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Study subjects who were given a dose of testosterone had a stronger preference for brands that are associated with higher social rank than did the men who received a placebo.

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The Globe’s bimonthly report on research from business schools.

From powering sex drive to regulating bone and muscle mass, fat distribution and the production of red blood cells, testosterone plays a big part in the lives, looks and libido of men.

Now a new study from the University of Western Ontario’s Ivey Business School in London, Ont., indicates the hormone also helps determine a man’s shopping motives.

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The research, published in Nature Communications, is the first to establish a specific biological factor behind a man’s urge to buy luxury labels and products, according to Amos Nadler, study co-author and assistant professor of finance.

For instance, a man with a higher level of testosterone in his body will be more likely than a man with lower testosterone levels to prefer status-enhancing brands such as Lacoste, Armani or Ralph Lauren, compared to labels deemed to be lower-status, including Old Navy, Levi’s or North Face.

It all has to do with an age-old drive to climb the social ladder.

“Just like non-human animals, male consumers are vulnerable to a specific status motive which is driven by sex hormones,” says Dr. Nadler in an e-mail.

Taking an evolutionary approach to their work, Mr. Nadler and the research team found that, from schools of fish to modern human communities, higher social rank means better mating opportunities, increased access to resources, less stress and more social influence.

“Therefore, individuals exert considerable effort to enhance their social rank by gaining status (i.e.: respect and admiration from others, sometimes also referred to as prestige),” they say.

Our early ancestors would fight for status through displays of hunting prowess or physical aggression. These days, we’re more likely to show off our status through our job titles, academic achievements and the wealth we put on display for others – not unlike the length of a stag’s antlers or iridescence of a peacock’s tail.

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The study included 243 male volunteers between the ages of 18 and 55 who were randomly selected to receive a dose of testosterone gel or placebo gel that would absorb through their skin. The data the researchers collected during this task showed that the men who received a dose of testosterone had a stronger preference for brands that are associated with higher social rank than did the men who received the placebo.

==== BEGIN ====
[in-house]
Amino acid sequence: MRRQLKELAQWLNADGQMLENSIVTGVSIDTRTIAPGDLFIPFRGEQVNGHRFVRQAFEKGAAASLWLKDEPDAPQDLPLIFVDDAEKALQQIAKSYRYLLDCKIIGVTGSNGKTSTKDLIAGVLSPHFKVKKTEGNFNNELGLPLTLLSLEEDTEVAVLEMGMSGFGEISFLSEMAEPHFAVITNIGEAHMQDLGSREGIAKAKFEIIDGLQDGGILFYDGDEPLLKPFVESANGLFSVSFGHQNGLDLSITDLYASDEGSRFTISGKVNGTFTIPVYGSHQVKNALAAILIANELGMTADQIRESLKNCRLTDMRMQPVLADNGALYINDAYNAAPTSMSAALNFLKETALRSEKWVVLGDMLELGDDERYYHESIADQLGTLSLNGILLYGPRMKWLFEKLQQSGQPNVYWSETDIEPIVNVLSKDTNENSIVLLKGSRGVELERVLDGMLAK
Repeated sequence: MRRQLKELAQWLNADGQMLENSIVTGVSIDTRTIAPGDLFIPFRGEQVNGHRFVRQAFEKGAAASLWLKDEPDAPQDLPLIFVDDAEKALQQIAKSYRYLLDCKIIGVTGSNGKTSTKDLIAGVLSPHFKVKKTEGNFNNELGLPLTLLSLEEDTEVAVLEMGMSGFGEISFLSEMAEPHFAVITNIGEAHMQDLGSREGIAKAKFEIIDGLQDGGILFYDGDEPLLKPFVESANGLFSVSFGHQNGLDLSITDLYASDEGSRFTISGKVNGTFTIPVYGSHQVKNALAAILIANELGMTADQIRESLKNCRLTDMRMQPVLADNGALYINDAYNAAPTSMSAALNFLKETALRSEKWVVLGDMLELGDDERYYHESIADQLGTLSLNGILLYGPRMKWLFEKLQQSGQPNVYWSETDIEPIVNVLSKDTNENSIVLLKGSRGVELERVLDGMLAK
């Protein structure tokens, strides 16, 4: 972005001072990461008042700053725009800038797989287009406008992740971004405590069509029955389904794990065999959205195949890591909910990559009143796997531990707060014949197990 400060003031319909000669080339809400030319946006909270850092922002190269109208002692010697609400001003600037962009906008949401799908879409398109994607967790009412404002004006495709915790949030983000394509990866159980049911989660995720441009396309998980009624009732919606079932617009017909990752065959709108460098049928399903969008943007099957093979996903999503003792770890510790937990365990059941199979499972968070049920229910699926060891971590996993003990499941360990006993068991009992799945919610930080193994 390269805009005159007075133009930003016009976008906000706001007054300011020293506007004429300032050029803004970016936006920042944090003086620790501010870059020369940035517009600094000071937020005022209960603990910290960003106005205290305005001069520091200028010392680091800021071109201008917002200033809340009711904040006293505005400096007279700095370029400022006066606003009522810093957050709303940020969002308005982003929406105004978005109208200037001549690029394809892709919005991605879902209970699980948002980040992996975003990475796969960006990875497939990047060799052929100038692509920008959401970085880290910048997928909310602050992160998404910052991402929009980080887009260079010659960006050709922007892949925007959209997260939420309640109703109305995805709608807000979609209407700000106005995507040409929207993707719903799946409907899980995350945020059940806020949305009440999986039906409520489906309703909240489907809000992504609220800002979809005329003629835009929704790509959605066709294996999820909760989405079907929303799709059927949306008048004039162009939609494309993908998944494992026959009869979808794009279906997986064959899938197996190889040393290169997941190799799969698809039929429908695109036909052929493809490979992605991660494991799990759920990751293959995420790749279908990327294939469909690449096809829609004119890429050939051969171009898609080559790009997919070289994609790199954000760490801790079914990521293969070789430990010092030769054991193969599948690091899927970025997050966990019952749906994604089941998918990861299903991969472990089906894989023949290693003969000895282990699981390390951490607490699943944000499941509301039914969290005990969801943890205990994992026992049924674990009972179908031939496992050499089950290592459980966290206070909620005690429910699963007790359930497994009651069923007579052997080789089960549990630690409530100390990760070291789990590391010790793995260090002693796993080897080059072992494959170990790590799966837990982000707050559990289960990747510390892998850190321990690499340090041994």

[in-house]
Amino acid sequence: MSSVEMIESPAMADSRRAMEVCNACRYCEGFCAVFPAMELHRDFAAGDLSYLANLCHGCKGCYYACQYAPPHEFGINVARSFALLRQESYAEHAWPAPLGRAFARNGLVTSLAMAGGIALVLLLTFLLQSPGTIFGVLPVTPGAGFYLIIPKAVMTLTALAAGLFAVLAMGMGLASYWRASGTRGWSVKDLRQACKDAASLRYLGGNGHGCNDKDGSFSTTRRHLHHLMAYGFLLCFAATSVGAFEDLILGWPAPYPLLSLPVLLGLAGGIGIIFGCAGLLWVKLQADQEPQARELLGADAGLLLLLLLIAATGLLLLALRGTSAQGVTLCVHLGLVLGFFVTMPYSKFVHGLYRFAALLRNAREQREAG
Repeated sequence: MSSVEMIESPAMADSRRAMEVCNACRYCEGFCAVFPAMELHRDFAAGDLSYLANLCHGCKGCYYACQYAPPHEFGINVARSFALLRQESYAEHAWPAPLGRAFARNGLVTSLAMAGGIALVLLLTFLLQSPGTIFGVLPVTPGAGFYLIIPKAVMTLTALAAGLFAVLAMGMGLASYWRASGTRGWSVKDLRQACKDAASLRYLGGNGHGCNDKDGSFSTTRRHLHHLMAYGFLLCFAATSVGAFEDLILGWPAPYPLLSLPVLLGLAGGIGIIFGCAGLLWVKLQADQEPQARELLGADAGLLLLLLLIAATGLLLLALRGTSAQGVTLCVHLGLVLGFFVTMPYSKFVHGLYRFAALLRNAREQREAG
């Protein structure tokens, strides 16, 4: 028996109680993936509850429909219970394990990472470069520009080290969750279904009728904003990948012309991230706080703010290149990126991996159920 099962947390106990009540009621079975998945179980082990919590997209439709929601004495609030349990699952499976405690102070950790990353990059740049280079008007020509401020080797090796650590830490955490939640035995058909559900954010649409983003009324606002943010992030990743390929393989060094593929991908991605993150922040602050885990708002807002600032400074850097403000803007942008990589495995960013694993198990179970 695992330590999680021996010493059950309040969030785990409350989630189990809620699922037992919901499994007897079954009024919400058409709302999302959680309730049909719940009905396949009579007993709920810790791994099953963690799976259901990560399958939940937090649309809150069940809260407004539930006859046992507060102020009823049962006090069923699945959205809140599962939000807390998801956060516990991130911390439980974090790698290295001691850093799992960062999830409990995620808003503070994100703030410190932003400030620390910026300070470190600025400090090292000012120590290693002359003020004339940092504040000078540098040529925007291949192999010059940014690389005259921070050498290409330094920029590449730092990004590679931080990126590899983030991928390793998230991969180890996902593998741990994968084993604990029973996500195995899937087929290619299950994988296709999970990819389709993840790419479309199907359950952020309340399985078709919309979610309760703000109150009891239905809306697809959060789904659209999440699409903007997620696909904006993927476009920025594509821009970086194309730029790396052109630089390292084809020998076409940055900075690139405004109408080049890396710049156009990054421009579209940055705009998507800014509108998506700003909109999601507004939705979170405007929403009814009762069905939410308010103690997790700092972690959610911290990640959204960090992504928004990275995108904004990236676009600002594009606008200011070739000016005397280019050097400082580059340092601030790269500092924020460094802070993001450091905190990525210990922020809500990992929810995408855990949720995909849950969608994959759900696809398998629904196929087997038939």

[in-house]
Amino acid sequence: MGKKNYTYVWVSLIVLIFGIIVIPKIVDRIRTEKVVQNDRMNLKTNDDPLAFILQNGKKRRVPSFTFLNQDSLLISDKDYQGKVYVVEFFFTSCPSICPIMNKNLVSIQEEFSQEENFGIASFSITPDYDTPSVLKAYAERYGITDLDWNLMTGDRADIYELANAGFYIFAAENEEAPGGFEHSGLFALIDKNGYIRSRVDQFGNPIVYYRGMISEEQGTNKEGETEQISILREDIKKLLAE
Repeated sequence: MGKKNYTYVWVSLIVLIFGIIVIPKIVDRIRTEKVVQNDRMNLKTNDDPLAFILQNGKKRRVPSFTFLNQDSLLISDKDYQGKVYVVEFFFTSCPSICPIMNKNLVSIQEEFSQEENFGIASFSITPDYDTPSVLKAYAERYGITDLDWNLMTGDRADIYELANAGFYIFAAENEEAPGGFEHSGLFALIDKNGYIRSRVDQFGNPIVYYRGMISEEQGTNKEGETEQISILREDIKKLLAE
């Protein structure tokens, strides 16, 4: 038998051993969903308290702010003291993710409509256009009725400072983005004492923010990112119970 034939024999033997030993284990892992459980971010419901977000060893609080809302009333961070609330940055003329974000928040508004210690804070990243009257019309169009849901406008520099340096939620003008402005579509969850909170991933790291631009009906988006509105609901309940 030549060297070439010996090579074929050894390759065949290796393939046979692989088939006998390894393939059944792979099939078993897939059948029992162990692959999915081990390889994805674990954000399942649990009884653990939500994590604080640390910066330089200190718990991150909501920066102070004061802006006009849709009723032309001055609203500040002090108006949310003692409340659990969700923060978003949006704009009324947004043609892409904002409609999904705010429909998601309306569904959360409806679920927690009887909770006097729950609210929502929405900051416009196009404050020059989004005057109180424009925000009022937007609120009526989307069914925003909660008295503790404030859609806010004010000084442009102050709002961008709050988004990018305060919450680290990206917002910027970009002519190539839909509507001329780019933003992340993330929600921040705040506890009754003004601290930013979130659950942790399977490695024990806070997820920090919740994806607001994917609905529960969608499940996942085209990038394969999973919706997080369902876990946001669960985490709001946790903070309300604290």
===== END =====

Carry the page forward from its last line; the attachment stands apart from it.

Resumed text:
The conclusion? Testosterone “elevates men’s desire to promote their social status through economic consumption,” the study states.

Dr. Nadler says the study is still in an early phase, with more experiments planned, including studying biological factors that affect women’s status product purchasing decisions.

But he sees value in the early findings beyond a boost to savvy marketers who position products as status-enhancing to better appeal to men.

Dr. Nadler believes it’s crucial to understand which biological factors affect our economic decisions and that we know the consequences of those decisions. Without that knowledge, people are vulnerable to their own biological urges and might end up making purchases they cannot afford.

“Understanding the biological factors of status spending might help people make better decisions for themselves, their families and society,” he says.

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The study is co-authored by researchers at the California Institute of Technology, the Wharton School of the University of Pennsylvania, INSEAD in France and ZRT Laboratory in Oregon.

Story ideas related to business school research in Canada can be sent to darahkristine@gmail.com